We are nearly 9 months into the so-called COVID-19 global pandemic.  While not without historical precedent, COVID-19 has wreaked havoc on the physical and economic health of millions both within the United States and around the world.  In Minnesota and across the country, governors and their public health departments have exercised “peacetime” emergency powers designed both to limit the spread of the virus but also to minimize its adverse impacts, both physical and financial, to the broader population.  The success of these measures has been mixed.

While much is being written and debated regarding the merits of social distancing, including masking policies, as a means of protecting public health, less is being written and debated regarding the direct economic effects of some of these policies, which in any other context, would spawn enough litigation to swamp state and federal courthouses in all 50 states.

In Minnesota, there have been few such challenges to the emergency powers exercised by Gov. Tim Walz.  These challenges have targeted public health decrees relating to social distancing, including mandatory stay-at-home and business closure orders.  The author is not aware of any such challenge finding success in a courtroom, probably due to the underlying legal authority granted to state leaders, but also the perceived public health benefit of these orders.

Certainly stay-at-home orders, including business closure orders, have imposed massive economic hardship, but their public health premise has thus far shielded Gov. Walz and other national leaders from successful legal challenges.  Less discussed are those policies that actually impose a government-sanctioned cost on businesses and individuals with no direct public health connection, akin to a government taking of property with no due process or compensation for the loss.

The clearest example is the COVID-related policy that blocks landlords from evicting or non-renewal of a lease of a residential tenant for non-payment of rent.  In Minnesota, Gov. Walz imposed a restriction on tenant evictions almost immediately, along with other prescriptive measures.  The prohibition on evictions or lease terminations is nearly universal in scope, allowing evictions or lease terminations only when there is clear evidence of criminal activity occurring in the leasehold premises that endangers the safety of others, such as threats of violence or illegal drug use.  But for this limited exception, landlords have no remedy for a tenant’s failure to pay rent, whether willful or otherwise.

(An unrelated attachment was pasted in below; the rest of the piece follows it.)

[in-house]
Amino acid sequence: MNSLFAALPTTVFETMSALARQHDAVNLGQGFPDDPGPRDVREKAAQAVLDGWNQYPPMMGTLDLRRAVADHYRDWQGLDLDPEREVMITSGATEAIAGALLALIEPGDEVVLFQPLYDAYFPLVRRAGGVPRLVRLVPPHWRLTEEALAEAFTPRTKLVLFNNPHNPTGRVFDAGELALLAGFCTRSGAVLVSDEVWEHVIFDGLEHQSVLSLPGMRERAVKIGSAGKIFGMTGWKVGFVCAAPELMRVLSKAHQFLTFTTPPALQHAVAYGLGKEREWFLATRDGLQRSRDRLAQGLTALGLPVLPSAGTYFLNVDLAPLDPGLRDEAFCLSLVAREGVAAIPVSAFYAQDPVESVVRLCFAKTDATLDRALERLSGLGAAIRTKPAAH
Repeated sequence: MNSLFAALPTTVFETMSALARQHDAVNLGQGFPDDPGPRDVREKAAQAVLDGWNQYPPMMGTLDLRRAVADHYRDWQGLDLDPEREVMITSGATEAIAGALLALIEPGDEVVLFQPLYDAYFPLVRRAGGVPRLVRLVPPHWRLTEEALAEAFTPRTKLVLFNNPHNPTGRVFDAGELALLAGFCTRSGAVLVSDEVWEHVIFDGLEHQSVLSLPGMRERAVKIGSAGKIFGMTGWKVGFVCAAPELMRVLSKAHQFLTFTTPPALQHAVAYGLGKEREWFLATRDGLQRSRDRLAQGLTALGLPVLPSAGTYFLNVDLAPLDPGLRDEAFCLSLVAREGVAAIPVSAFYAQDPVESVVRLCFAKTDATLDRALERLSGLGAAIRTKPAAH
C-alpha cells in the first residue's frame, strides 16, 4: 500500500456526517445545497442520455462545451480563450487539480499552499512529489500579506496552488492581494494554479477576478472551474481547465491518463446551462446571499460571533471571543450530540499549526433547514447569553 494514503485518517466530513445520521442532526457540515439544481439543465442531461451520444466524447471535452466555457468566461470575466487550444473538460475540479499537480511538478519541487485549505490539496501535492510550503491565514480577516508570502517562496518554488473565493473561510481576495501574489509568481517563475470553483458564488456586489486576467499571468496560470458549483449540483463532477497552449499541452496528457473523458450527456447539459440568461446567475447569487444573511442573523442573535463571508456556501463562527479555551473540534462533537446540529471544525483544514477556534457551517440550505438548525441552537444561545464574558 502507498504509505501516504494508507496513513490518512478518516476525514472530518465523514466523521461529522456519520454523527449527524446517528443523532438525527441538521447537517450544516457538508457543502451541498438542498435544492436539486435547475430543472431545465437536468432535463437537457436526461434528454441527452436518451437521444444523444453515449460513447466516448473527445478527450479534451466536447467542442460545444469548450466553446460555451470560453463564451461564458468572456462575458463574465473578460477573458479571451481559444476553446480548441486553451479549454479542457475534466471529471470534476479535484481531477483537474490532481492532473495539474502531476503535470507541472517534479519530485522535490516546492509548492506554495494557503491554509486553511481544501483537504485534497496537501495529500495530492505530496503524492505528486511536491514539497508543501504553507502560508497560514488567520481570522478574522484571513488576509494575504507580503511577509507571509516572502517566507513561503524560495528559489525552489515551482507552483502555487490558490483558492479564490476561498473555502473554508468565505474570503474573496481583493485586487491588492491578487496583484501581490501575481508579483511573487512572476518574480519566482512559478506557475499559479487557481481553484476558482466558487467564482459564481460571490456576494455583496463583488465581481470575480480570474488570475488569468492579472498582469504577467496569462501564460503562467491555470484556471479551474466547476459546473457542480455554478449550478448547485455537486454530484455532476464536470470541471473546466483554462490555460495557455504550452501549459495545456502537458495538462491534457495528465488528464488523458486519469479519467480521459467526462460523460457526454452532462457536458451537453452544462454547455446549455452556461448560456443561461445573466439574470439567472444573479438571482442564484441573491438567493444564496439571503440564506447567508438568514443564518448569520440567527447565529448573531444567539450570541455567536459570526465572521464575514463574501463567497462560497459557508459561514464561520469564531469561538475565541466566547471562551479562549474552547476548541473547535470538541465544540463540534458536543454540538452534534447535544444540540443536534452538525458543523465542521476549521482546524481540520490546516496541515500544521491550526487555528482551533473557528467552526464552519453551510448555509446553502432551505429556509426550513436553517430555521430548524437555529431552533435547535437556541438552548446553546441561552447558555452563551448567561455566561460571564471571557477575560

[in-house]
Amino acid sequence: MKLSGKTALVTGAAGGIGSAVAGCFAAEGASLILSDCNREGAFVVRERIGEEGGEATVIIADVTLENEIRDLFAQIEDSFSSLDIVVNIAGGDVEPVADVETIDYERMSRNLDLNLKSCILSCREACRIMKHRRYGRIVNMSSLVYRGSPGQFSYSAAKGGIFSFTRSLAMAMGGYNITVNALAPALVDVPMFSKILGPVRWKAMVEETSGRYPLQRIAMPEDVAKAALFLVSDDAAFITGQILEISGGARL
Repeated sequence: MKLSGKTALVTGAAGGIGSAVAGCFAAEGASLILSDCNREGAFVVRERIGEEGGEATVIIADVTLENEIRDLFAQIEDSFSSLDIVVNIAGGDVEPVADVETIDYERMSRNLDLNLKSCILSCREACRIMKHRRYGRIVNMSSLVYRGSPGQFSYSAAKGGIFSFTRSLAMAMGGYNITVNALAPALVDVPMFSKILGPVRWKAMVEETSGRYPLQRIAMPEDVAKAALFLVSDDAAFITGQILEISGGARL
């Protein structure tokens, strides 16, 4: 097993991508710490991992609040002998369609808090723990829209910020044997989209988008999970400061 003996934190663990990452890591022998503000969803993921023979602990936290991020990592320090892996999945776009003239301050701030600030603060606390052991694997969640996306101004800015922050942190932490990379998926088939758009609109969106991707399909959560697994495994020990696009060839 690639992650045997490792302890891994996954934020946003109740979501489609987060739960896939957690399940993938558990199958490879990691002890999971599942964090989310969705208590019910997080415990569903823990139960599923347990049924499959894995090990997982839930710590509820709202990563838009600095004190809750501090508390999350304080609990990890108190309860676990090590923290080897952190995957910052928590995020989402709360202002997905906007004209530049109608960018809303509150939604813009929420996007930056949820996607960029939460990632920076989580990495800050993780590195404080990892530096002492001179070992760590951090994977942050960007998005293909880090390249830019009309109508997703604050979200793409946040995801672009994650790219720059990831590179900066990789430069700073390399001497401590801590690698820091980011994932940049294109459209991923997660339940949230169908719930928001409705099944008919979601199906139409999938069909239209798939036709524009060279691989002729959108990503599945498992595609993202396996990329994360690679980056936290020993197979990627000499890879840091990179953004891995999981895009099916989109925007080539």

The actual economic plight of the tenant, if any, is irrelevant.  What’s ironic is that thousands of tenants facing sudden unemployment have benefitted from state and federal cash grants to supplement traditional unemployment benefits.  Not only have such policies not been tied to meeting existing lease obligations, they have actually led business owners to complain that they can’t attract workers back to their jobs.

Yes, under the emergency orders the tenant has a continuing legal obligation to pay rent when due, but a tenant needs no excuse, no permission, no reason at all, to withhold payment of rent.  Meanwhile landlords, including thousands of small property owners, are forced to eat the cost of this policy, hoping to be made whole some other day, if they are not first foreclosed upon by an unforgiving lender.

Someday the moratorium on tenant evictions will be lifted and a flood of eviction proceedings will commence in district court across Minnesota and across the country, searching for the attention of a backlogged court system.  Yet the high cost of seeking a court remedy paired with a low likelihood of actually collecting past-due rent means that in the end, landlords will solely bear the financial cost of this COVID-19 policy notwithstanding the undisputed government-sanctioned “taking” being imposed on private property owners